Good business sense
Peter Millar, Business Environmental Program
According to energy specialist Peter Millar, making businesses more sustainable isn’t just about the environment—it’s also fiscally smart for small businesses in a struggling economy.
Millar began working with local businesses as part of the Business Environmental Program through the University of Nevada, Reno three years ago (“Nice save,” July 21, 2011). Essentially, Millar consults with business owners and evaluates workspaces, looking for areas to save energy and cut back on energy costs. Millar has a background in engineering and attended Stanford, but tries to keep his evaluations of businesses applicable to the business owners.
“One of the biggest challenges is to translate the numbers and ideas into action,” he says. “A lot of people aren’t very technical and they may not understand or appreciate the numbers. They need to see it, feel it, trust it. So I’ve been doing it all, approaching it from all angles—educational, giving seminars.”
Millar’s projects have included businesses and nonprofits such as the National Automobile Museum.
“We were able to make significant changes just by changing their lights out,” he says. “I don’t want to simplify that kind of project, because it took a year to decide on which lights to use. But overall the result was really good. They are saving $30,000 a year. The project paid for itself.”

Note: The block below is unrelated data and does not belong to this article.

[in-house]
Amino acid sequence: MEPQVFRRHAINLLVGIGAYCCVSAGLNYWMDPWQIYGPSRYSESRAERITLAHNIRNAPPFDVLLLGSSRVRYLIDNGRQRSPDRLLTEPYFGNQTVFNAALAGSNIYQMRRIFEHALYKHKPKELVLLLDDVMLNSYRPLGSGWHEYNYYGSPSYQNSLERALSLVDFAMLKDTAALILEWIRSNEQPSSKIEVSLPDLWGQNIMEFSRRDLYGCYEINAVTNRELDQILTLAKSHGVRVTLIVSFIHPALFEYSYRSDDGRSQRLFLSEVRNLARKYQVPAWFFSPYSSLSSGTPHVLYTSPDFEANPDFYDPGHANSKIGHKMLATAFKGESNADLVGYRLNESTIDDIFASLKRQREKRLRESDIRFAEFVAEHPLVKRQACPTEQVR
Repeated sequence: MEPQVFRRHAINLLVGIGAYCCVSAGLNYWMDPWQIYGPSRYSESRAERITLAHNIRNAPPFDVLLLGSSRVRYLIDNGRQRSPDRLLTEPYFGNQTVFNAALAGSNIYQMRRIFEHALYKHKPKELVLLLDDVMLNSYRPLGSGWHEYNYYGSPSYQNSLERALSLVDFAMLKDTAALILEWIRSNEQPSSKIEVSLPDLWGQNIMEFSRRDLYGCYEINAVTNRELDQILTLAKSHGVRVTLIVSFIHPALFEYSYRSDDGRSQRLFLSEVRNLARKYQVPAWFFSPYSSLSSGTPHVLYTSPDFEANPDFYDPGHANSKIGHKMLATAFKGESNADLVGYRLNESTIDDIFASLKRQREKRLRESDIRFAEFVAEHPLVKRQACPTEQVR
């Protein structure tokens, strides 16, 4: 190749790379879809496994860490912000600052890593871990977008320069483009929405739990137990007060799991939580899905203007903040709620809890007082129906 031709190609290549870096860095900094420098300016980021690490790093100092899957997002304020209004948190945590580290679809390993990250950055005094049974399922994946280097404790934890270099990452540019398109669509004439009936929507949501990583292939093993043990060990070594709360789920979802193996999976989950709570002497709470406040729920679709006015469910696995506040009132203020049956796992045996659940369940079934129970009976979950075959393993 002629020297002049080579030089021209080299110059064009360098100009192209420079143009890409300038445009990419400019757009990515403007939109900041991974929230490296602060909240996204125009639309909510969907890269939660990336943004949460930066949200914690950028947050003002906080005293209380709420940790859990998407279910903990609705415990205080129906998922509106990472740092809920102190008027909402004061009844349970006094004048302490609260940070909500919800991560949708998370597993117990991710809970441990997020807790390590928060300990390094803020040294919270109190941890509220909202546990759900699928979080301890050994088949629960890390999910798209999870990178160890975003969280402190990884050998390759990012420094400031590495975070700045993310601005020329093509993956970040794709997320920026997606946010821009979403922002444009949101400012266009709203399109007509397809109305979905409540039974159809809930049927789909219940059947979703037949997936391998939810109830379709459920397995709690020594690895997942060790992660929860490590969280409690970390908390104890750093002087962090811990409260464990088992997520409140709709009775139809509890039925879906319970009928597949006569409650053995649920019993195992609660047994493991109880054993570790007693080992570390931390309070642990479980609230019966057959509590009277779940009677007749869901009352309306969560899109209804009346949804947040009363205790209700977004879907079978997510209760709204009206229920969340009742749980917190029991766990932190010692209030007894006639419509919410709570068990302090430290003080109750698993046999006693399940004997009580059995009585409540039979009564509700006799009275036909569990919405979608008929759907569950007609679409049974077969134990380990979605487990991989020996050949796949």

When Millar works with a business, he starts by getting to know the business owner. Then he’ll take an inventory of the workspace’s appliances, lights and technology. He’ll also get energy bills and documents to calculate operating costs, and is able to break down energy usage into 15 minute segments, indicating what drives the workspace’s peak energy use. After this, he is able to give recommendations to the business owner and can help with project implementation.
Millar also mines the data of the city to look at similar buildings that have been retrofitted with sustainable equipment. This gives Millar a chance to see where energy and money are being wasted within the state. In his research, Millar has calculated more than $1 billion in energy costs spent in Nevada over the past year.
“We pay for natural gas and coal from other places,” he says. “It’s importing energy to a state that has a lot of alternative resources.
For the most part, Millar says that he’s had a positive response from the community. But there are people who still remain skeptical about climate change and may not see the value of transitioning to new sources of power. While he says he keeps political discussions and environmental advocacy to a minimum with his clients, “I’m starting to loosen up about those kinds of things.”
“I don’t mind talking about it sometimes, because it does play a role,” he says. “It’s just business sense, it’s national security, and it’s independence from reliance on coal and natural gas. I tend toward sustainable thinking, not just with business, but as an embodied truth. The less we depend on goods shipped from China, or even Kansas—the less we do that, the more resilient we are.”